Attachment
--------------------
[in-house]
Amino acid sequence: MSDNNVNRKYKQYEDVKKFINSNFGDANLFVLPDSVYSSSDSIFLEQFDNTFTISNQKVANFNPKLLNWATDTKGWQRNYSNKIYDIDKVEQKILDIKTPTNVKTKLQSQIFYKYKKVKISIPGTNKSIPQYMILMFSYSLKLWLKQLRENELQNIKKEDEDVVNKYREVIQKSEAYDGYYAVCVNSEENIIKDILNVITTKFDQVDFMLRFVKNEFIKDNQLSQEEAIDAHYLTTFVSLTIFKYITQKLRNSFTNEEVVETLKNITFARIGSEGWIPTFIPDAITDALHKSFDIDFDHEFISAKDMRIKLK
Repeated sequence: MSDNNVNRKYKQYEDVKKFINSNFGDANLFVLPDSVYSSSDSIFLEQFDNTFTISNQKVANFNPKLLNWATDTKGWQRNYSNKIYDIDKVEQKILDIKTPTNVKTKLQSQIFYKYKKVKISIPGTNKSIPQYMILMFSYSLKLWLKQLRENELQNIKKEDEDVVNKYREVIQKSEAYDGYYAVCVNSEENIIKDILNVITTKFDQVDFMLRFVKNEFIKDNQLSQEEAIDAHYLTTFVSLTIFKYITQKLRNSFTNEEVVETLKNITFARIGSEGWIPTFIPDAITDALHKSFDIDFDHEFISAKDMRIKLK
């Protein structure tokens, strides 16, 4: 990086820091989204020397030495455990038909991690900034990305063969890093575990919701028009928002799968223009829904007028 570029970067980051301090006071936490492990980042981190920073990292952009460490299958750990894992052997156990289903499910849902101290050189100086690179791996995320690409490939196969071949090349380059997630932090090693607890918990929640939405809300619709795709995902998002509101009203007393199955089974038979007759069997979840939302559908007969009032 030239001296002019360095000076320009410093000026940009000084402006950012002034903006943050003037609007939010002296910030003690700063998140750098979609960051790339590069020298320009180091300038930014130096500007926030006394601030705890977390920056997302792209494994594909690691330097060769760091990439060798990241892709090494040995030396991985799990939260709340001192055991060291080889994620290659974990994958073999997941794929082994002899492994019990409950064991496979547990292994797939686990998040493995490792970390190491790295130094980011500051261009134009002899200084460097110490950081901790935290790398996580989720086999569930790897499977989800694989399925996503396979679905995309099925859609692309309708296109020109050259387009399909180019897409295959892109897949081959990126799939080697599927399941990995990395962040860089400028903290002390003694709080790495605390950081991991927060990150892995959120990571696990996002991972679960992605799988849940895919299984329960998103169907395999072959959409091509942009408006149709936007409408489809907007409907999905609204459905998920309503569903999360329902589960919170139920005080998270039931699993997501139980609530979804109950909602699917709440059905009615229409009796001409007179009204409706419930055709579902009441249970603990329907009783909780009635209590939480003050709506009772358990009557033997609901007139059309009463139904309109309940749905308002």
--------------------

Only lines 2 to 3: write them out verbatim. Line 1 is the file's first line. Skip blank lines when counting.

Amino acid sequence: MSDNNVNRKYKQYEDVKKFINSNFGDANLFVLPDSVYSSSDSIFLEQFDNTFTISNQKVANFNPKLLNWATDTKGWQRNYSNKIYDIDKVEQKILDIKTPTNVKTKLQSQIFYKYKKVKISIPGTNKSIPQYMILMFSYSLKLWLKQLRENELQNIKKEDEDVVNKYREVIQKSEAYDGYYAVCVNSEENIIKDILNVITTKFDQVDFMLRFVKNEFIKDNQLSQEEAIDAHYLTTFVSLTIFKYITQKLRNSFTNEEVVETLKNITFARIGSEGWIPTFIPDAITDALHKSFDIDFDHEFISAKDMRIKLK
Repeated sequence: MSDNNVNRKYKQYEDVKKFINSNFGDANLFVLPDSVYSSSDSIFLEQFDNTFTISNQKVANFNPKLLNWATDTKGWQRNYSNKIYDIDKVEQKILDIKTPTNVKTKLQSQIFYKYKKVKISIPGTNKSIPQYMILMFSYSLKLWLKQLRENELQNIKKEDEDVVNKYREVIQKSEAYDGYYAVCVNSEENIIKDILNVITTKFDQVDFMLRFVKNEFIKDNQLSQEEAIDAHYLTTFVSLTIFKYITQKLRNSFTNEEVVETLKNITFARIGSEGWIPTFIPDAITDALHKSFDIDFDHEFISAKDMRIKLK